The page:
When many people think of Washington, D.C. the first thing that comes to mind is politics. While “arts and culture” are likely further down on the list, the nation’s capital actually has a vibrant artistic community, including in some unlikely places around the city.
One such place sits in what was once an old church, abandoned when its congregation moved. It’s now a staple in the city’s southwest community, within view of congressional buildings and the U.S. Capitol. Tucked inside a small neighborhood right off a major highway and out of the way of the typical tourist attractions, the “Blind Whino,” which gets its name from a slang word for a speakeasy, opened in 2013. It is fast becoming a hub for creativity, showcasing local culture and community artists and allowing many city artists in residency to gain exposure and give back to the community.
One of the oldest surviving buildings in the area, the former Friendship Baptist Church was built in 1886 by former slaves. In the 1950s, developers bulldozed nearly the entire area around the church to make way for a new highway and new housing, but the church was spared when its then-pastor argued that it was a “bedrock neighborhood institution.”
In the early 2000s, the church moved and a real estate developer purchased the building with a mixed-use intention of condos and office space, but the city’s Historic Preservation Board stepped in. Legally prevented from tearing down the historic church, the developer commissioned Atlanta-based painter Alex Brewer, better known as HENSE, to enliven the facade with an artistic intervention. HENSE’s colorful mural wrapped around the entire building, and is now its signature. It is the only painted mural wraparound in the city.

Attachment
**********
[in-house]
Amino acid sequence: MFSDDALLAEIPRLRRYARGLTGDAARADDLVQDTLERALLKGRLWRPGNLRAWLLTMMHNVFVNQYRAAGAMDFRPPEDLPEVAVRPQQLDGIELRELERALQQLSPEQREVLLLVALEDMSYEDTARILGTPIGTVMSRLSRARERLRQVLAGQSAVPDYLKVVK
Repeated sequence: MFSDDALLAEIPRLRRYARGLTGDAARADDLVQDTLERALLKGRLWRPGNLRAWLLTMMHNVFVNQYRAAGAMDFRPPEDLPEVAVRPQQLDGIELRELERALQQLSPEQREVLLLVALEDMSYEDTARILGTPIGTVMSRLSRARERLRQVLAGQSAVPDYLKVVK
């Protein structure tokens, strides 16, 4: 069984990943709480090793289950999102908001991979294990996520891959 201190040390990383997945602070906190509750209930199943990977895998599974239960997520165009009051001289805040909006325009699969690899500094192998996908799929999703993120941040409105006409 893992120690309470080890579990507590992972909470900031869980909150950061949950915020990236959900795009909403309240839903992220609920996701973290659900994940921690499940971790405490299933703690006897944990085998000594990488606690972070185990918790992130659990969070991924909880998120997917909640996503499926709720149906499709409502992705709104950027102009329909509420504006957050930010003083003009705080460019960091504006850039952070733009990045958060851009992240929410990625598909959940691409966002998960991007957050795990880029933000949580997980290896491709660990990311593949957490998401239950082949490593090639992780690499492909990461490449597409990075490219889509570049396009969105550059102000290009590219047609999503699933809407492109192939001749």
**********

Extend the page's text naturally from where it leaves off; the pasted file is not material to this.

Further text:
Six years ago, artists Shane Pomajambo and Ian Callendar opened Blind Whino, a non-profit art and performance venue there for artists and community members from around the city. Each month, in more than 15,000 square feet of space, it features new and exciting community-based art exhibits, many times avant-garde and alternative exhibits that would have a hard time finding a home in more traditional settings.
Their most recent installation, “80s Baby,” is a solo show by local artist Shawn Mitchell Perkins, also known as “Sp the Plug.” He has worked in the hip hop culture and created works for artists including the late Nipsey Hussle.
“Being born in ‘87, I grew up influenced by the sports, music, and TV in the early ‘90s area,” Sp said in an interview. “A lot of my work is in some way inspired by a favorite movie, song lyric or athlete I admired. Some work is derived from current events or social issues, while others are more nostalgic or serene. This group of work spans from the 2016-present day, during my transition to becoming a full-time artist.”
To expand what the Blind Whino founders say is a desire to bring more and more local culture to their venue, it will soon change its name to the “Culture House.” With youth arts education and giving back to the community still a priority, the Culture House will introduce new events, host residencies for local businesses, showcase international art collections with ties to the city, and continue to be a go-to destination for those looking for local cultural expressions.
The gallery is free and open to the public at 700 Delaware Ave. Southwest in Washington.
Alexis Woodyard is a reporter in the Caplin News’s Washington, D.C., Bureau.